• Netflix Binges
  • Endless YouTube
  • Numbing out on the internet.
  • On-line shopping without boundaries.
  • Endless FB/Twitter
  • Mindlessly eating junk food.

How to Implement QII time management

1. Define “Important”

Step one is to define what is important to you.  

  • What is your personal and professional vision for the future?
  • What do you want to accomplish in the long-term?
  • What activities represent your values?
  • Who are the key people in your life?

Here are some activities that came up as QII activities among my students and the arts leaders in my workshops:

  • Write an opera.
  • Lead a major arts organization.
  • Start an ensemble.
  • Go on tour with my band.
  • Start a music school in my home country.
  • Give my first professional solo concert.
  • Find a romantic partner
  • Start a family.
  • Spend time with close friends.
  • Expand one’s professional network.
  • Exercise in order to stay healthy.
  • Do yoga in order to manage stress.
  • Spend time alone to think and plan.
  • Take time out for creative renewal time.

2. Plan

QII activities represent your agenda and therefore, it is up to you to make sure you are attending to these activities. Therefore, each week, create a matrix along the lines of Covey’s model on a blank piece of paper.  

Select a few activities from your QII list and plan these into your schedule so that you are making these activities a priority.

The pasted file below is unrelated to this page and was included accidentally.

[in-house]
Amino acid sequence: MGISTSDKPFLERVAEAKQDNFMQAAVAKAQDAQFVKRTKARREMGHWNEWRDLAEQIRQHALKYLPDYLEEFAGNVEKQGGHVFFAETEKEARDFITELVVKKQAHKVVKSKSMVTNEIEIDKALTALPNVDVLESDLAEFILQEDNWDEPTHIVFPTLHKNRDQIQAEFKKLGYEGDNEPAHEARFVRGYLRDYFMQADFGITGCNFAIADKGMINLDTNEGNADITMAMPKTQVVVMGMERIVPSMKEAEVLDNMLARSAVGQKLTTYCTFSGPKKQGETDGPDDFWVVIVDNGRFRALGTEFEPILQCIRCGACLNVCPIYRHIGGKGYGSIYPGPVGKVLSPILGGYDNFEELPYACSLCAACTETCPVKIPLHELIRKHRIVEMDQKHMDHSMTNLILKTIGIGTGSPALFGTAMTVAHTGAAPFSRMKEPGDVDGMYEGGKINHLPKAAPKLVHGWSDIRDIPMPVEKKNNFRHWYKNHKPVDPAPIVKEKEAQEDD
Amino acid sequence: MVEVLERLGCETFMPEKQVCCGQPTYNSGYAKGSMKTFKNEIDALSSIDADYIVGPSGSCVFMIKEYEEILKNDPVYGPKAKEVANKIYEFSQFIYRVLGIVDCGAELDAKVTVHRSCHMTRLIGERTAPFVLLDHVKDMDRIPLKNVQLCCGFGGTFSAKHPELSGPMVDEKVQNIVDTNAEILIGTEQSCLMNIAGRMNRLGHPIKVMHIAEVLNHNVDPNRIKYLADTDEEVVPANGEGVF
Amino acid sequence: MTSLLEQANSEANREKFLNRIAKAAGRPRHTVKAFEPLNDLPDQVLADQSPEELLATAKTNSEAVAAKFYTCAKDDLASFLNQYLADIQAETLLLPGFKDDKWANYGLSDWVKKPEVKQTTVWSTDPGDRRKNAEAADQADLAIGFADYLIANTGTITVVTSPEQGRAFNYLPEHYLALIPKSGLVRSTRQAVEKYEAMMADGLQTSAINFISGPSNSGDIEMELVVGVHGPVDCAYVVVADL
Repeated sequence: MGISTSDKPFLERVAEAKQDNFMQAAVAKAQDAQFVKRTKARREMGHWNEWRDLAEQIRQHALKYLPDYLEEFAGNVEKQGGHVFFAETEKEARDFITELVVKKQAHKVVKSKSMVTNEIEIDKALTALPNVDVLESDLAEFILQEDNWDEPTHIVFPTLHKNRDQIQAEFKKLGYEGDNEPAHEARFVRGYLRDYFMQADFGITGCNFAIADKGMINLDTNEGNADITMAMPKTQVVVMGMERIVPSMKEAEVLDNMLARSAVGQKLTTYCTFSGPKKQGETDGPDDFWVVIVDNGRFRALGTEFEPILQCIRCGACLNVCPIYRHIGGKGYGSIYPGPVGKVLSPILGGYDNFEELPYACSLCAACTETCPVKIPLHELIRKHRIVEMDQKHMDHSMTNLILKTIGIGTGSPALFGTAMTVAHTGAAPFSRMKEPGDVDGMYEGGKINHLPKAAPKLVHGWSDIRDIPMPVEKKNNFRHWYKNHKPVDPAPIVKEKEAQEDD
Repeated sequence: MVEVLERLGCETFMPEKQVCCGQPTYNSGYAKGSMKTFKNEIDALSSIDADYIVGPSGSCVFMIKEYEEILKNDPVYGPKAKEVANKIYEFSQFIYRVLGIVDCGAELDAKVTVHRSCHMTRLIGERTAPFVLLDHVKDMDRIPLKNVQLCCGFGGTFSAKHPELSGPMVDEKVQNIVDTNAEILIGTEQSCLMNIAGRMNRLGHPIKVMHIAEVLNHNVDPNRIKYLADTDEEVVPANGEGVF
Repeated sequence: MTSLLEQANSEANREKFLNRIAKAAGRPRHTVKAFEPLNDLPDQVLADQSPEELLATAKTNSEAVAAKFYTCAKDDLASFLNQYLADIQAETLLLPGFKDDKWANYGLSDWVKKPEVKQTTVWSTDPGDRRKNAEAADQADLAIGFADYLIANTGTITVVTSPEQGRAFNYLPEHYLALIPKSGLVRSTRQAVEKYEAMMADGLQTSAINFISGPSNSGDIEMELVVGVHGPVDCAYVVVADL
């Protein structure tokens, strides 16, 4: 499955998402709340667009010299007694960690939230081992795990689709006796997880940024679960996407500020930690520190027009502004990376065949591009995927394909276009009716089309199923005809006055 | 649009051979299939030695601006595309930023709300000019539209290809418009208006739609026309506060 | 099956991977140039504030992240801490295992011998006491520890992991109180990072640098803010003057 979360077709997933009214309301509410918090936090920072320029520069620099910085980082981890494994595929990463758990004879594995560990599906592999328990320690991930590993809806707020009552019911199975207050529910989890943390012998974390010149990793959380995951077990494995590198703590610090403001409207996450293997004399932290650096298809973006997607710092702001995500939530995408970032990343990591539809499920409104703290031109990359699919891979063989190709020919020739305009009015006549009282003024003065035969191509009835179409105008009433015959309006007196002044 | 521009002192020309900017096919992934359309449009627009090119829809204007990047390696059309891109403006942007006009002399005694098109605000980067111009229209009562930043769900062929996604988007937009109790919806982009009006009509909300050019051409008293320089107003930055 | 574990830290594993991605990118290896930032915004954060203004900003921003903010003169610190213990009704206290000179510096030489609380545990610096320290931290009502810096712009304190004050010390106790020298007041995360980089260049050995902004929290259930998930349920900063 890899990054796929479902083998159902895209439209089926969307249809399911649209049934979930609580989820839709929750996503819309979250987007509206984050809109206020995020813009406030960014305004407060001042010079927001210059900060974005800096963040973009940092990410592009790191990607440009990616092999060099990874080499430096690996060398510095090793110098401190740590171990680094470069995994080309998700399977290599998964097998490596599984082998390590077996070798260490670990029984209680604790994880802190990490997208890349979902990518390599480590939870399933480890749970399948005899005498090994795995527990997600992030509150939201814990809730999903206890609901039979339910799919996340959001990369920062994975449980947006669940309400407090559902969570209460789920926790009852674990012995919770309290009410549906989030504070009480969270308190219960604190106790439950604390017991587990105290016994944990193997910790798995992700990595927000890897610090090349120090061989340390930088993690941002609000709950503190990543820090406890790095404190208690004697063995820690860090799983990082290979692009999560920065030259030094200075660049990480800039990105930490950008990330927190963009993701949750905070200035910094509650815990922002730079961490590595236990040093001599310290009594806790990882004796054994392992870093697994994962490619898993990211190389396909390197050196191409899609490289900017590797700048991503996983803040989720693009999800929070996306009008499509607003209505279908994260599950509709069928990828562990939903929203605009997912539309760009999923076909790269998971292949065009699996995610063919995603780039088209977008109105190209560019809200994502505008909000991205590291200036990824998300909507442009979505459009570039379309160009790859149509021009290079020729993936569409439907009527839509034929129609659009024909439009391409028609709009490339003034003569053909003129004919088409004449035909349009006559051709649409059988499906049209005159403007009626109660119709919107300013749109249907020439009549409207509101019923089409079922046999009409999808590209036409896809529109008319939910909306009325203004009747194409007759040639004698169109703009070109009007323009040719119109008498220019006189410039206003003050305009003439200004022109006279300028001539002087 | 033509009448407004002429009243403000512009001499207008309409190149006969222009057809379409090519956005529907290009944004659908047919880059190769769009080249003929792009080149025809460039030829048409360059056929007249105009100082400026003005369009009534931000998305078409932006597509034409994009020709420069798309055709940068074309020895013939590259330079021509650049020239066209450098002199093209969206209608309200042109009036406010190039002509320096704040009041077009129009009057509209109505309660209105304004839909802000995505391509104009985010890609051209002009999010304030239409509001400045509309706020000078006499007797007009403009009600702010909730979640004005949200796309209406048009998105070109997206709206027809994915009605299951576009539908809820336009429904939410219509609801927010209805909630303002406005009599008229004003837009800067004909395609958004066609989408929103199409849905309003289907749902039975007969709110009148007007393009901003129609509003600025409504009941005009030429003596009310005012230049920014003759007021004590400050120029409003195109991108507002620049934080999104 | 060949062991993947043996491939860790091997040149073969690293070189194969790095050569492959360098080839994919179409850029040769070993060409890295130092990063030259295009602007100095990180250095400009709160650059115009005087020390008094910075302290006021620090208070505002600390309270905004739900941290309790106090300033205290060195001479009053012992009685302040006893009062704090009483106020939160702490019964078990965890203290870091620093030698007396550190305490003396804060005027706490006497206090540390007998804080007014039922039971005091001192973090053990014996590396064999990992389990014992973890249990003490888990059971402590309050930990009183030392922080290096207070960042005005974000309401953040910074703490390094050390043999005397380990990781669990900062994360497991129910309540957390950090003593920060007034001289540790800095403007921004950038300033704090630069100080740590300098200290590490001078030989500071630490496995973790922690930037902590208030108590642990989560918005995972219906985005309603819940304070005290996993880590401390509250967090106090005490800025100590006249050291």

For example, if you are committed to your health and wellness, block out time for exercise or yoga.  If you are committed to creating a successful ensemble, make time to find the people who will be part of your ensemble or if you already have one, consider your rehearsal as a QII activity. 

3. Commit to doing your QII work

Once a QII activity is on your calendar, commit to doing it!  It’s easy to get pulled in by other people’s deadlines but if something is really important to you, honor that commitment to yourself.

Try this for a few weeks. If you steadily implement those QII activities, you will find yourself feeling a lot better about what you do and you will also be working towards making those big goals a reality!

4. Manage QI Activities

Spending your time in QI is stressful because of all the deadlines! 

If you spend time planning (a QII activity), you can reduce the number of deadlines.  Moreover, examine your QI activities and see which ones can be reframed as QII activities so that you feel good about the way you are spending your time.  Finally, see if you can reduce your commitments in this area.

5. Reduce QIII Activities

QIII is where you are responding to the needs of other people and ignoring what is important to you.  The goal is to minimize these unnecessary distractions.  Be aware of what you say yes to and be sure that you are saying yes to yourself and your long-term goals!

Moreover, block out times for your QII work and turn off the phone , your web browsers and your emails.  Then, block off some time to respond to your messages.  

6. Eliminate QIV Activities

We all need a break from the intensity of our work!  In fact, creative renewal is a QII activity. The problem is that often, the breaks stretch out to the point that we mindlessly numb out and waste precious time to the point that we lose the refreshing aspect of our break and start to feel the stress from wasting too much time. Therefore, be aware of the slippery slope between relaxing and wasting time and eliminate anything that represents a pure time waster.  If you find yourself checking out in front of the computer, set a timer to limit your on-line relaxing time. 

By following this model and focusing on QII, you will be amazed at how much better you will feel about your time as you take those steps towards achieving your important goals!